Earth  ID: 11358


Caught outside during a severe storm? Maybe next time you won’t have to be thanks to the latest addition to NASA’s Earth-observing satellite fleet. The Global Precipitation Measurement (GPM) Core Observatory launched into space on February 27, 2014. The satellite is equipped with two instruments designed to scan our planet's atmosphere and generate 3D maps of rainfall and snowfall. Such measurements are part of an international effort led by NASA and the Japan Aerospace Exploration Agency (JAXA) to improve space-based monitoring of precipitation, with the goal of creating global precipitation data sets that are updated every three hours. Knowing how much rain and snow falls worldwide every few hours will help scientists predict extreme weather events. Watch the video to learn more.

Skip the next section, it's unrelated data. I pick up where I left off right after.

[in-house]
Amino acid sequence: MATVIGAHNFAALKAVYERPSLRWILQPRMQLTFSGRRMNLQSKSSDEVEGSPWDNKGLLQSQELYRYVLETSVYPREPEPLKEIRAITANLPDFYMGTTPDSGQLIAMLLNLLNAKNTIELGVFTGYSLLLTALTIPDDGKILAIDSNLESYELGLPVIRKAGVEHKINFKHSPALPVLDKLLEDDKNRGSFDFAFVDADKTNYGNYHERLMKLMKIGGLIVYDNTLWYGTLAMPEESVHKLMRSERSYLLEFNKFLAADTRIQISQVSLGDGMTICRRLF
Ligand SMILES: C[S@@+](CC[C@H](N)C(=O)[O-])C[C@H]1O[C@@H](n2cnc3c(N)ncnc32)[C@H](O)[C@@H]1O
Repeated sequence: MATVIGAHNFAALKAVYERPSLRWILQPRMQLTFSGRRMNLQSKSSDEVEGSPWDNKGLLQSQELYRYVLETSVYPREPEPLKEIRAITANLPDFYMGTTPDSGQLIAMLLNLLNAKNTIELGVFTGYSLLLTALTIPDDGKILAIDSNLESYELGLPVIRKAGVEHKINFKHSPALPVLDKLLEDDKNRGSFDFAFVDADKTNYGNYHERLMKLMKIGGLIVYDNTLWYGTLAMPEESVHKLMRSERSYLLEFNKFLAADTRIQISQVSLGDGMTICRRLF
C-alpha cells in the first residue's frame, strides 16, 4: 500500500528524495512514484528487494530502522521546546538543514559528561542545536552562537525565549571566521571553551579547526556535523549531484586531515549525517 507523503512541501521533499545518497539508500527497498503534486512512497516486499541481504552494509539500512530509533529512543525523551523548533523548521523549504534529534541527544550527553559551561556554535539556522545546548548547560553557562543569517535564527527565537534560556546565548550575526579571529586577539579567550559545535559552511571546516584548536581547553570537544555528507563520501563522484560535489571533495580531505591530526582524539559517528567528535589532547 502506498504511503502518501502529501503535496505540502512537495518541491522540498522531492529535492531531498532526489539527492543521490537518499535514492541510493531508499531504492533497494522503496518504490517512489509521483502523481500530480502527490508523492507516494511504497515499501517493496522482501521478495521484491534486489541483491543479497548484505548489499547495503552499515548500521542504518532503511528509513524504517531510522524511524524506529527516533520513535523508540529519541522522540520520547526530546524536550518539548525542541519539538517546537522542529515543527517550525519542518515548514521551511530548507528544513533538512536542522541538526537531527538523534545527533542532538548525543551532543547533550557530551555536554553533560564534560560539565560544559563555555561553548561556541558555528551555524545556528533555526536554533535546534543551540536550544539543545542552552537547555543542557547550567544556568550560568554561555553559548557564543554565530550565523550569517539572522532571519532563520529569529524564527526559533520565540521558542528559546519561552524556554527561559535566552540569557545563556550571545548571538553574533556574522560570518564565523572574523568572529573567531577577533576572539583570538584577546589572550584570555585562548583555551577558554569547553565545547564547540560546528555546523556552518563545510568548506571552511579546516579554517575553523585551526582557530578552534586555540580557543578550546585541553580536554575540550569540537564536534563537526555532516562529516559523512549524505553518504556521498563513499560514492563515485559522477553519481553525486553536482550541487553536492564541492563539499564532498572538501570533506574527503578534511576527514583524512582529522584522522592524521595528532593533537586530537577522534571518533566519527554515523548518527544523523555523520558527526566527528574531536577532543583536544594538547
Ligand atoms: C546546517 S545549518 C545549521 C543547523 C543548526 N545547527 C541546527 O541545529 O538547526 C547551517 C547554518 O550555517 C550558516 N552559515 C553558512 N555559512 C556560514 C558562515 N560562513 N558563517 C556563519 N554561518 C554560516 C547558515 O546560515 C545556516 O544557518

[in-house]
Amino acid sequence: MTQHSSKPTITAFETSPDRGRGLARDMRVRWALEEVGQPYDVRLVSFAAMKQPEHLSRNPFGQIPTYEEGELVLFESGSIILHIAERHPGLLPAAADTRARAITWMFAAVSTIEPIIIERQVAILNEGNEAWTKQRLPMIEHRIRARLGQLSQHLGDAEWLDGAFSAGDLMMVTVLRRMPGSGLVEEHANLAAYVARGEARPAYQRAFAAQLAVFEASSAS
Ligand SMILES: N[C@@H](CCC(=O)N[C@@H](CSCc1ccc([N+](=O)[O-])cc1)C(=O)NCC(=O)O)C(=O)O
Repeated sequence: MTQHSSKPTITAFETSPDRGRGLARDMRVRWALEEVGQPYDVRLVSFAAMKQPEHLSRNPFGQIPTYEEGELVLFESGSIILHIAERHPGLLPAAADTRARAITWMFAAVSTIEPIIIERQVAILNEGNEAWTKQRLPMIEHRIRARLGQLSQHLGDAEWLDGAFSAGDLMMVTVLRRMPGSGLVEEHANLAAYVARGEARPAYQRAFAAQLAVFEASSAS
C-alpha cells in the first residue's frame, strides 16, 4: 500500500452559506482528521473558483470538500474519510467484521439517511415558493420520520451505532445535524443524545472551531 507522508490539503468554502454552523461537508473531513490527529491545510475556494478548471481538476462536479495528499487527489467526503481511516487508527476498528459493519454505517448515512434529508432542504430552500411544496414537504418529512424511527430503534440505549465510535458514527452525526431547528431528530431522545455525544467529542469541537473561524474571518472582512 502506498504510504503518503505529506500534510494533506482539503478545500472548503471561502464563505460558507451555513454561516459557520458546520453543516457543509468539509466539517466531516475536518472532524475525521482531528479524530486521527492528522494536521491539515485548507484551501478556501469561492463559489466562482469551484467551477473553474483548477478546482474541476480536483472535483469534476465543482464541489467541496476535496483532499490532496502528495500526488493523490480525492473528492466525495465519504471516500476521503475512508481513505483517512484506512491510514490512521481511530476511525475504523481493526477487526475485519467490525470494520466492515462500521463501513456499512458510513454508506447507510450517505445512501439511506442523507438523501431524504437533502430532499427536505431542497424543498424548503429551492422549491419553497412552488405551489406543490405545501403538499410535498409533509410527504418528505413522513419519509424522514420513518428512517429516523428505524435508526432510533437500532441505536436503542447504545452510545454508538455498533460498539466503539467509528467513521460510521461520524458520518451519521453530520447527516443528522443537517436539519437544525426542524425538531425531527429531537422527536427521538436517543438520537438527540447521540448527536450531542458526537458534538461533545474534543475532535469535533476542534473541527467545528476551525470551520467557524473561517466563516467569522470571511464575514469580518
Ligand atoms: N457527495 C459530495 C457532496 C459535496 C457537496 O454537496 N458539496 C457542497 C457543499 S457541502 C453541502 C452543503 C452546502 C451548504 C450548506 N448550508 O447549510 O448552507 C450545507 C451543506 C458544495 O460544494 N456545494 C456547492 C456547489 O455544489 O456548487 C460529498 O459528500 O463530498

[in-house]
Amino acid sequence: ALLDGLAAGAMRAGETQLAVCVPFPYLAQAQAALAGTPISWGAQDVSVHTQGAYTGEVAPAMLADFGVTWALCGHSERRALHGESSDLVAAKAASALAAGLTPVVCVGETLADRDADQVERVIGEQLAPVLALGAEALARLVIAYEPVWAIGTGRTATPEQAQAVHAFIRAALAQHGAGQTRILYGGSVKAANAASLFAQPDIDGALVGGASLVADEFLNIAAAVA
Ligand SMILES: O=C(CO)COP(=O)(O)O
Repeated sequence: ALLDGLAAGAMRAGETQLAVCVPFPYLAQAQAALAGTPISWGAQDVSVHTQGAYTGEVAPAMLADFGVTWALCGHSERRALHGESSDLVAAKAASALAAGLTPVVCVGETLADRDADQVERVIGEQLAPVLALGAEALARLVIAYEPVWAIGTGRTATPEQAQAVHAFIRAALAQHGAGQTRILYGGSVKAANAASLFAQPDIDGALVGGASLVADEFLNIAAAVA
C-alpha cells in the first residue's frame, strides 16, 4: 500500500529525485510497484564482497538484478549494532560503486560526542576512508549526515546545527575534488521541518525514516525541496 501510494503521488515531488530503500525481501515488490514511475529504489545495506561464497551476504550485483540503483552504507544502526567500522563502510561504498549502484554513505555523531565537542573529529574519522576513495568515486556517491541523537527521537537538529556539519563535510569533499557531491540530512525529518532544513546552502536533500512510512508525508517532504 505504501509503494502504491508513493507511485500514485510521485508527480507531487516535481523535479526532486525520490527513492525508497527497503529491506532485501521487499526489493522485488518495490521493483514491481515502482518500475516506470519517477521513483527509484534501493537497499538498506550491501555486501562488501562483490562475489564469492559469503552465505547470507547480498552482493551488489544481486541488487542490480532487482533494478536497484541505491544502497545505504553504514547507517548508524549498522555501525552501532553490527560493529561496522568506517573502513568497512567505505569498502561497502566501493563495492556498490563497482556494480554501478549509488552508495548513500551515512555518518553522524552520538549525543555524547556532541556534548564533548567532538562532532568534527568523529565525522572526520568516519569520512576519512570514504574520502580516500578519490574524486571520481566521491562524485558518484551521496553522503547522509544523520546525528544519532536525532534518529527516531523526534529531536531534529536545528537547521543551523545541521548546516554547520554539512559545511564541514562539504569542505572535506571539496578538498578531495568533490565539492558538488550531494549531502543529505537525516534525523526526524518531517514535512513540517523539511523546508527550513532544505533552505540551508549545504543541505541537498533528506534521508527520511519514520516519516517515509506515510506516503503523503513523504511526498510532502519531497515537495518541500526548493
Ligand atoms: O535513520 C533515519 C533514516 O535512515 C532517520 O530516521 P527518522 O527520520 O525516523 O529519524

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Story Credits

Walt Feimer (HTSI)
Michael Lentz (USRA)
Chris Meaney (HTSI)
Trent L. Schindler (USRA)
Ernie Wright (USRA)

Video Editor:
Ryan Fitzgibbons (USRA)

Arthur Hou Ph.D. (NASA/GSFC)
Gail Skofronick Jackson (NASA/GSFC)
Dalia B Kirschbaum (NASA/GSFC)
Candace C Carlisle (NASA/GSFC)
Ardeshir A Azarbarzin (NASA/GSFC)

Ryan Fitzgibbons (USRA)

Lead Scientists:
Arthur Hou Ph.D. (NASA/GSFC)
Dalia B Kirschbaum (NASA/GSFC)

Rob Andreoli (AIMM)

Lead Writer:
Kayvon Sharghi (USRA)

Please give credit for this item to:
NASA's Goddard Space Flight Center

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